Jump to content
UNRV Ancient Roman Empire Forums
  • Time Travel Rome

Sign in to follow this  
Legio X

Constantine reforms

Recommended Posts

Hi! I wonder if you think Constantine the greats military reforms were good or bad for the empire in the long run.. for an example he took away the preatorians and made limitateii to bordertroops..well you can read about it yourself and tell me what you think ;)

Share this post


Link to post
Share on other sites

I think that taking out the Praetorians was a good thing. They were to powerful, and were more committed to killing the Emperor's than actually protecting them. I don't agree with his disbanding the Urban cohorts as well though, as they were needed at that time to prevent riots.

Share this post


Link to post
Share on other sites

I'm afraid I am not an avid fan of Constantine. He destroyed, once and for all, Rome's primacy, which ultimately led to the division of the Empire, and the eventual sack of Rome, which was allowed to happen by a weak emperor who had gotten used to the by then century-old idea that Rome was just another city in 'Romania'. His victory over Maxentius killed the Augustan system for good, and his reduction of the legions to a watchtower militia caused irrevocable damage whilst field armies, miles back from the frontiers, had a century - long free lunch at the expense of the dwindling cities. In the meantime, frontier areas became depopulated as limitaneii proved increasingly ineffective.

 

His re-invented mystery religion, now centralised and fixed in dogma, heralded a lack of religious tolerance which persists to this day, and assisted in a decline of literacy, rational thought and scientific enquiry which lasted, in the West, for a thousand years.

Share this post


Link to post
Share on other sites

Diocletian and Constantine were trying to find ways of stabilizing an empire that had been in the toilet for half a century thanks to constant civil wars. Disbanding the praetorians and reorganizing the provincial military were instrumental as they were the main forces of insurrection.

 

It seems the results were mixed. If you read Goldworthy's latest book, he lays the blame for the collapse of the empire at these various reforms and trends that changed the empire from the Augustan model. He makes some valid points ... but the Eastern empire managed to survive, ne?

 

I agree with Northern Neil that I don't really care for his religious policies, but that is a separate issue from the military reforms.

Share this post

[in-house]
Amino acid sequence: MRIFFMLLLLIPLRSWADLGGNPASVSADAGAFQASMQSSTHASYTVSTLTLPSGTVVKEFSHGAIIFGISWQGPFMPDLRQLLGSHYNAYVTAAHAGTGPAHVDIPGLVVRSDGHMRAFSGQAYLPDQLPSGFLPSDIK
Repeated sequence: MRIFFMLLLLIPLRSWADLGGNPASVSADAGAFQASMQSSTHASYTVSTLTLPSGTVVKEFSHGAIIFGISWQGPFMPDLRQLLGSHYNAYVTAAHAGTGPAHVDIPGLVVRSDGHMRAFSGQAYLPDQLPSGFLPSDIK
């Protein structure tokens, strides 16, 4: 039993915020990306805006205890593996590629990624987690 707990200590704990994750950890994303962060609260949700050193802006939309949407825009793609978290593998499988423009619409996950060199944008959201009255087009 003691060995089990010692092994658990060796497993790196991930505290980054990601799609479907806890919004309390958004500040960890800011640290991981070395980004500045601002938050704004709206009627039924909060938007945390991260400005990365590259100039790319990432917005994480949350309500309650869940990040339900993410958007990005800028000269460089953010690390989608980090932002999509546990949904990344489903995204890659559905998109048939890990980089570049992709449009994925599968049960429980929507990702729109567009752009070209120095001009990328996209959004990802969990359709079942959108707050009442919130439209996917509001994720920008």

Link to post
Share on other sites

The reforms started earlier when the empire was at the point of collapse and for me they make good sense, much more then the augustan model. The principate army was placed in a thin line along the borders, often to thin to stop a large invader striking a point and as there was no strategic reserve the romans had to pull other units from the border, gather them in an area and then chase the enemy. In the process the border areas were laid waste. The reforms created a larger, politically more reliable and cheaper force that defended better constructed fortifications along the borders - the limitanei, while field armies acting as highly mobile strategic reserve were concentrated under the watchful eye of an important official (sometimes even an august or caesar) ready to move and meet the enemy.

The military, political and religious reforms of that period prove that the empire was still capable to reform itself in order to survive.

Share this post


Link to post
Share on other sites

The military changes made by Diocletion and Constantine achieved their goals. They put an end to the continual military rebellions and usurpations that came close to causing the disintigration of the Empire in the third century, and they provided a sound strategic framework and army organization that defended the Empire (at least the Eastern half) for 300 years.

 

Luttwalks "Grand Strategy of the Roman Empire" gives an interesting take on Imperial defense. He says that the Flavian method of "preclusive security" and "forward defense" had become inadequate due to the multiplication of "endemic threats" and evolved into a system of "defense in depth". In spite of the modern jargon, his arguments make a lot of sense. The essence of strategy doesn't change that much over time.

Share this post


Link to post
Share on other sites

I'm also a great fan of Luttwak's thesis.

The military reforms from the Tetrachy perod were presumably too extensive for being attributted to just a couple of rulers; they were essentially the Darwinian adaptation of the Late Empire as a whole to its new conditions.

These reforms were indeed quite successful in the Eastern side.

If the Western Emoire eventually fell, it was in spite of those reforms, not because of them.

Edited by sylla

Share this post


Link to post
Share on other sites

Unless one accepts the theory that the enormous cost of the army and the taxation needed to maintain it is what wrecked the economy of the urban centers in the West.

Share this post


Link to post
Share on other sites
Unless one accepts the theory that the enormous cost of the army and the taxation needed to maintain it is what wrecked the economy of the urban centers in the West.

That's a good point and I agree it was indeed a major contributor, but hardly enough by itself, because as with any other theory, we ought to explain why the East didn't fell, as their army was similar or even a bit bigger than the western one.

 

I think that as a whole, Ward-Perkins

Share this post


Link to post
Share on other sites

Create an account or sign in to comment

You need to be a member in order to leave a comment

Create an account

Sign up for a new account in our community. It's easy!

Register a new account

Sign in

Already have an account? Sign in here.

Sign In Now
Sign in to follow this  

  • Map of the Roman Empire

×